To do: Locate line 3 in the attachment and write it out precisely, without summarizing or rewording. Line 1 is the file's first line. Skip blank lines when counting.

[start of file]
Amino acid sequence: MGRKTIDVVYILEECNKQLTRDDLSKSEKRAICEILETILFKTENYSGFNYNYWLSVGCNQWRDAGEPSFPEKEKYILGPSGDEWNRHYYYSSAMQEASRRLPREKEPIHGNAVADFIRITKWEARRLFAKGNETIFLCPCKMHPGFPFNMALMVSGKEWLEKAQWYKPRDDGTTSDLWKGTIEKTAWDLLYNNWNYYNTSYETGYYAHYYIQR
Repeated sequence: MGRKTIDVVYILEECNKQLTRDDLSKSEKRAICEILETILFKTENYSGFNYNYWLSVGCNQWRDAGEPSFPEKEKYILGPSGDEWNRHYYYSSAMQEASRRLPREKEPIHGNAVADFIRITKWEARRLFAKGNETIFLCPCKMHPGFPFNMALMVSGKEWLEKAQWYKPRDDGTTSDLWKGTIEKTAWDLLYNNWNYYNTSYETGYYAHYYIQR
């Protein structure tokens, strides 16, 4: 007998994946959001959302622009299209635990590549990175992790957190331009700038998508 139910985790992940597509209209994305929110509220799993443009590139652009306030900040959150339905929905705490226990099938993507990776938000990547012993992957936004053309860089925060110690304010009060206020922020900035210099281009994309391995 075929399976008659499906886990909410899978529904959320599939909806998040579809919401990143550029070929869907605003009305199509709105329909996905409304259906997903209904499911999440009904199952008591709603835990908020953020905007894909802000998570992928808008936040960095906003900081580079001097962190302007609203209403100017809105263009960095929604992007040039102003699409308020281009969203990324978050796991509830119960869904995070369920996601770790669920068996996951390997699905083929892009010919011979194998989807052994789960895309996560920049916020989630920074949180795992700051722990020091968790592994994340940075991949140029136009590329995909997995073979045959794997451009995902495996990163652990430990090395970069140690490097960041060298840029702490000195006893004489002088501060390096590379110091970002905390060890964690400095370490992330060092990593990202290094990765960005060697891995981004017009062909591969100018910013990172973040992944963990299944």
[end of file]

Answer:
């Protein structure tokens, strides 16, 4: 007998994946959001959302622009299209635990590549990175992790957190331009700038998508 139910985790992940597509209209994305929110509220799993443009590139652009306030900040959150339905929905705490226990099938993507990776938000990547012993992957936004053309860089925060110690304010009060206020922020900035210099281009994309391995 075929399976008659499906886990909410899978529904959320599939909806998040579809919401990143550029070929869907605003009305199509709105329909996905409304259906997903209904499911999440009904199952008591709603835990908020953020905007894909802000998570992928808008936040960095906003900081580079001097962190302007609203209403100017809105263009960095929604992007040039102003699409308020281009969203990324978050796991509830119960869904995070369920996601770790669920068996996951390997699905083929892009010919011979194998989807052994789960895309996560920049916020989630920074949180795992700051722990020091968790592994994340940075991949140029136009590329995909997995073979045959794997451009995902495996990163652990430990090395970069140690490097960041060298840029702490000195006893004489002088501060390096590379110091970002905390060890964690400095370490992330060092990593990202290094990765960005060697891995981004017009062909591969100018910013990172973040992944963990299944």